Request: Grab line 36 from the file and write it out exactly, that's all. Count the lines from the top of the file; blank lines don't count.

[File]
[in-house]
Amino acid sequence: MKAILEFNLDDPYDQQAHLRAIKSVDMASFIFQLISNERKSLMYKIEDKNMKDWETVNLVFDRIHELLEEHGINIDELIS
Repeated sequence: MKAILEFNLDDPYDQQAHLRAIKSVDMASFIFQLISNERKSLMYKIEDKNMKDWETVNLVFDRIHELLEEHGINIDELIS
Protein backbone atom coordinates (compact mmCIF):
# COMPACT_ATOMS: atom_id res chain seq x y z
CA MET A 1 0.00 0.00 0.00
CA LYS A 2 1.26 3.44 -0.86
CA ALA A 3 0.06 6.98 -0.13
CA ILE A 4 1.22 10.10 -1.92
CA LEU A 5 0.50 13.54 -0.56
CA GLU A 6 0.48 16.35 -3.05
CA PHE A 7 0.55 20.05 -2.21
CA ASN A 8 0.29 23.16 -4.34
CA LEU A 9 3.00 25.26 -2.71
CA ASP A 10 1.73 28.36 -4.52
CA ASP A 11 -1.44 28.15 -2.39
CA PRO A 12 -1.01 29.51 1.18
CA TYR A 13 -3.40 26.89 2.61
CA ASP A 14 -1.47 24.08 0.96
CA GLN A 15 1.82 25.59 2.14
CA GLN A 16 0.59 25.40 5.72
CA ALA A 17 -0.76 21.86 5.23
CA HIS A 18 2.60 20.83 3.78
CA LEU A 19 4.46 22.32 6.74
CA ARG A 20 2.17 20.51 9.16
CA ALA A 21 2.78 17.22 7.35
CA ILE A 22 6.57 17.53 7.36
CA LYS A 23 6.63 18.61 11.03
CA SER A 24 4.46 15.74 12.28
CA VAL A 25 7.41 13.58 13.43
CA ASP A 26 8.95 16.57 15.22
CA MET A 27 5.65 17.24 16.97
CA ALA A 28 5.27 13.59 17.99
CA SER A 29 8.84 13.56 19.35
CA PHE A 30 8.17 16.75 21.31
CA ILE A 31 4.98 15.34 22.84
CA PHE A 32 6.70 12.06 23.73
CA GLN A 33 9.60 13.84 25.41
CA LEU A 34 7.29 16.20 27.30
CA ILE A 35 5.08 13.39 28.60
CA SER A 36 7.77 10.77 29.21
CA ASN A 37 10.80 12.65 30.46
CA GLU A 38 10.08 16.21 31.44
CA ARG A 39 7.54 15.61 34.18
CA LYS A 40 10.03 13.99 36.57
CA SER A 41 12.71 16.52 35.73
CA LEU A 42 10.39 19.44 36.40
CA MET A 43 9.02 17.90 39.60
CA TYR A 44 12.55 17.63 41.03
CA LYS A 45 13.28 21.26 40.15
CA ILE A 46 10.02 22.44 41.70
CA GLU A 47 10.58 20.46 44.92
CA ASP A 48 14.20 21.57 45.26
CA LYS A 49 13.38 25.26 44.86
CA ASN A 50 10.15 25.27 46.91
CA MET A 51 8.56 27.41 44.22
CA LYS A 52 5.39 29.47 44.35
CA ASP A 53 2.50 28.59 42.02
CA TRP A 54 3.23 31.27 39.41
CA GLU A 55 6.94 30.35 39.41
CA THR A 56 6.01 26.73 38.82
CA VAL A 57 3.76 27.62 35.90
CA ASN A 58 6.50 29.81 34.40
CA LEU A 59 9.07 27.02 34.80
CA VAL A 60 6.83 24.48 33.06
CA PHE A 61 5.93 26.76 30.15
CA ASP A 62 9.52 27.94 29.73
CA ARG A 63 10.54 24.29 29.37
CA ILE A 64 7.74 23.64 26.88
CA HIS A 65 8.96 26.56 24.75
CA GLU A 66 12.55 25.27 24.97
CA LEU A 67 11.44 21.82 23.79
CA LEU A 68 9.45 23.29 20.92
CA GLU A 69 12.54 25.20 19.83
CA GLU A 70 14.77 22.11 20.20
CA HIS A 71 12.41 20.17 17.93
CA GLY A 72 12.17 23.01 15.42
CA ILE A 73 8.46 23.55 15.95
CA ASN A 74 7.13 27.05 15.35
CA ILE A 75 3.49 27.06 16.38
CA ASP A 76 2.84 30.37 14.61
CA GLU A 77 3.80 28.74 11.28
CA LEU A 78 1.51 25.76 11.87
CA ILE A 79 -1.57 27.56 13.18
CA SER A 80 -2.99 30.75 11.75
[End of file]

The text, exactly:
CA ILE A 31 4.98 15.34 22.84